• Ensure students and teachers are emotionally ready before diving into academics. Focus on relationships and integrate SEL skills alongside core instruction so students are in the right mindset to learn. 

  • Use assessments thoughtfully to understand where to resume teaching. Avoid high-stakes assessments or ones that are not adaptive to a student’s level, which can negatively impact students’ mental well-being and self-concept. 

  • Look forward and plan for acceleration. Don't try to reteach everything students may have missed. Focus on the essentials they need to be successful moving forward with content that adapts as they build skills.

  • Ensure your academics reflect the values of your SEL program by using instructional materials that are engaging, relevant, and inclusive. 

  • Center your plans around the teacher and create social learning experiences that we know are the foundation for academic success. 

As we return to the classroom this summer and fall, we need to remember that the goal of these efforts is not to return the design of our learning environments to the way things were pre-pandemic. Turning back the clock will return us to a time when students felt disengaged and teachers felt disempowered to change this. Instead, we need to look ahead, to a time when every piece of instructional content will be designed for inclusivity, accessibility, backed by the learning science of motivation and engagement, and available in every modality to the next generation of citizens. Let’s see this problem for what it is — a failure of engagement, not of learning lost — and proceed as fast as we can, as slow as we must, to build back to a better normal.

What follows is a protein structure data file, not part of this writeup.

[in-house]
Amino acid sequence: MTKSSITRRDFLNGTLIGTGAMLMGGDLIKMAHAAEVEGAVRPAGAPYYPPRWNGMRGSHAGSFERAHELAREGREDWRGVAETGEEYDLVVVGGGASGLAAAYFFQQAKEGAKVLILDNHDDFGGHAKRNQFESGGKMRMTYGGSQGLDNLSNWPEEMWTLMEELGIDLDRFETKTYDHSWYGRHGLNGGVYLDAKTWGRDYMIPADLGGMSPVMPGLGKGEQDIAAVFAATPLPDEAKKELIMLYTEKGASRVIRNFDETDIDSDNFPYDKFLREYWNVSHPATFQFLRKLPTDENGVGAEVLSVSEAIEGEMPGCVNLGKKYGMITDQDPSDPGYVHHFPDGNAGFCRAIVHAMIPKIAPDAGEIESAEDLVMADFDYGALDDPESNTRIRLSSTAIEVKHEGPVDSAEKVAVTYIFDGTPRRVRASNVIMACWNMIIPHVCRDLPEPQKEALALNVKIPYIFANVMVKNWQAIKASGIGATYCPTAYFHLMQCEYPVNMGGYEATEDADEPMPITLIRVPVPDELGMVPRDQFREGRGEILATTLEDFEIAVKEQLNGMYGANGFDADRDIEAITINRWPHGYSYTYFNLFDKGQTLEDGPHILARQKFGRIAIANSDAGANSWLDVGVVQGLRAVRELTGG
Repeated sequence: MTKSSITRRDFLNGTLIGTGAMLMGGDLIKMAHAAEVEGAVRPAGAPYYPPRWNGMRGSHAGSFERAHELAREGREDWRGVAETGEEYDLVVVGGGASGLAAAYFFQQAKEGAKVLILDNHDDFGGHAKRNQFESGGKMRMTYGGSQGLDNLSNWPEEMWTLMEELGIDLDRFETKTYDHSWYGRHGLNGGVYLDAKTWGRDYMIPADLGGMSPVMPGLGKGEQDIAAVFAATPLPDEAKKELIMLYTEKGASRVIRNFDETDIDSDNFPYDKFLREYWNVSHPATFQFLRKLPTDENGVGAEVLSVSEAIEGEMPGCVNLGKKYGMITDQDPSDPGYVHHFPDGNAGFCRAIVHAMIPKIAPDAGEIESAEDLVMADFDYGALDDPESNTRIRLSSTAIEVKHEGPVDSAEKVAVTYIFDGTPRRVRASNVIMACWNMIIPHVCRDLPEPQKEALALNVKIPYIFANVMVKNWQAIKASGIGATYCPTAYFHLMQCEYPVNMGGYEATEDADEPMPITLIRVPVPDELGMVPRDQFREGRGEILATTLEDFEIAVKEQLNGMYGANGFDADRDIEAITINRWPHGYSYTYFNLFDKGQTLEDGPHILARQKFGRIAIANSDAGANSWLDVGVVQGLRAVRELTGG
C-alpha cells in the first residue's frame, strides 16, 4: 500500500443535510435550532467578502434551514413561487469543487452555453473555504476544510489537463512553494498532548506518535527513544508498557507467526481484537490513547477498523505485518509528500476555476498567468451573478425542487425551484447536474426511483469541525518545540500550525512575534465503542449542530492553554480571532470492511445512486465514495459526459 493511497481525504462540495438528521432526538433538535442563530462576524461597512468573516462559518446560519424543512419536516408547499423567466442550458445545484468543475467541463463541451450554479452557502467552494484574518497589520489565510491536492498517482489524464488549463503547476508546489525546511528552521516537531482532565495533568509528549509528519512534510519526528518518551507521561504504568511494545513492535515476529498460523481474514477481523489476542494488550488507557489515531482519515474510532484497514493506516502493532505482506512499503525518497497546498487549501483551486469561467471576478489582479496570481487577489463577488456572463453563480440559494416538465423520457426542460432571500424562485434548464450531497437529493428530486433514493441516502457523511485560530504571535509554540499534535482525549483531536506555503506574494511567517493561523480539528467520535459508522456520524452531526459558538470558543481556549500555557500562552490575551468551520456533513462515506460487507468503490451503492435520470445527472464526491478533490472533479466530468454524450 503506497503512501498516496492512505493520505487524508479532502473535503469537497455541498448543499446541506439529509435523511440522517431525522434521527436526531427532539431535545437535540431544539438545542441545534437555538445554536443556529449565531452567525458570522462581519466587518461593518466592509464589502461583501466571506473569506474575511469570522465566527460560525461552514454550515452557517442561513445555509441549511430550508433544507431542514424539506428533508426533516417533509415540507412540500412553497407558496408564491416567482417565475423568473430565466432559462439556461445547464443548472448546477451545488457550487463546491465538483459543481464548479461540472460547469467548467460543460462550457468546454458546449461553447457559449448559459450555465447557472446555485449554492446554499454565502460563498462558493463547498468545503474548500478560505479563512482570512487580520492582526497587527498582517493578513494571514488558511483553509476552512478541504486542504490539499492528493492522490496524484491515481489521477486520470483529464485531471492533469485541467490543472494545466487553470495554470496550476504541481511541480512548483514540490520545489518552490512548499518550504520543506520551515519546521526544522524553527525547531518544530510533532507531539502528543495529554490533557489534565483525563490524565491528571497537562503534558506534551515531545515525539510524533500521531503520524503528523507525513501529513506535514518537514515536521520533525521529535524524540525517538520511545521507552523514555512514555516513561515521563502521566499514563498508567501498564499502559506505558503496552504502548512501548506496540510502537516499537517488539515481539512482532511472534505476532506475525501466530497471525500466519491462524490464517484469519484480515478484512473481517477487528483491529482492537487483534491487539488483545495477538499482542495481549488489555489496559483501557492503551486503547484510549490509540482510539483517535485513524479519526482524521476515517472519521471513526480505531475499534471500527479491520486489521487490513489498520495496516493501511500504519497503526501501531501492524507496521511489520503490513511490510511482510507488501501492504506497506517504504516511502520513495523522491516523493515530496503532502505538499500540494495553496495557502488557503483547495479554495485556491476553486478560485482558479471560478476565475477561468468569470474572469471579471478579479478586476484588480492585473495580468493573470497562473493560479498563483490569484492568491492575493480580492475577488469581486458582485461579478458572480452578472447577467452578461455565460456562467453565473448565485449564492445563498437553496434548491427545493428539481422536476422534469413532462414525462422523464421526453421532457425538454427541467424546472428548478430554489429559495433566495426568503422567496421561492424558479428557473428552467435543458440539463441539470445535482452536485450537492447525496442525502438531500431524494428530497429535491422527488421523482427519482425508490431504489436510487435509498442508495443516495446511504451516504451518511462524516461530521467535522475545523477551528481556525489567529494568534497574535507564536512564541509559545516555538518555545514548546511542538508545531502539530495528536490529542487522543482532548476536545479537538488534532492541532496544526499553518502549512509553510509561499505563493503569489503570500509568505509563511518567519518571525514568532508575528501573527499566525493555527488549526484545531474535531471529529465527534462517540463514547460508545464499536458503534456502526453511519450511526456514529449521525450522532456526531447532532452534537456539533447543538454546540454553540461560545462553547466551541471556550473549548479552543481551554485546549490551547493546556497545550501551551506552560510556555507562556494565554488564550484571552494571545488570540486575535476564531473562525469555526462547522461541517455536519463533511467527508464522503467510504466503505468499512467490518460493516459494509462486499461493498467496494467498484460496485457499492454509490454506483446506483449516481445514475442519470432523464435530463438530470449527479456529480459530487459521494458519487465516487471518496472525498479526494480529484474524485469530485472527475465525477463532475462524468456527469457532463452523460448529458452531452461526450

Read the full whitepaper here.

The Latest from @Newsela

What is the delta variant? Why is the delta variant a concern? Will booster shots be needed? Answer students' questions about the delta variant, using this article:
August 3, 2021, 1:30 PM
Olympian Simone Biles is no stranger to the spotlight. ✨ Beyond the headlines, follow Biles' journey from her first gymnastics class to becoming the most decorated American gymnast.
August 2, 2021, 5:14 PM
Teachers know their students best, and that's why our content can be customized to meet the needs of each class. Brush up on customizing an assignment and its instructions in the Educator Center. ➡️
August 2, 2021, 1:00 PM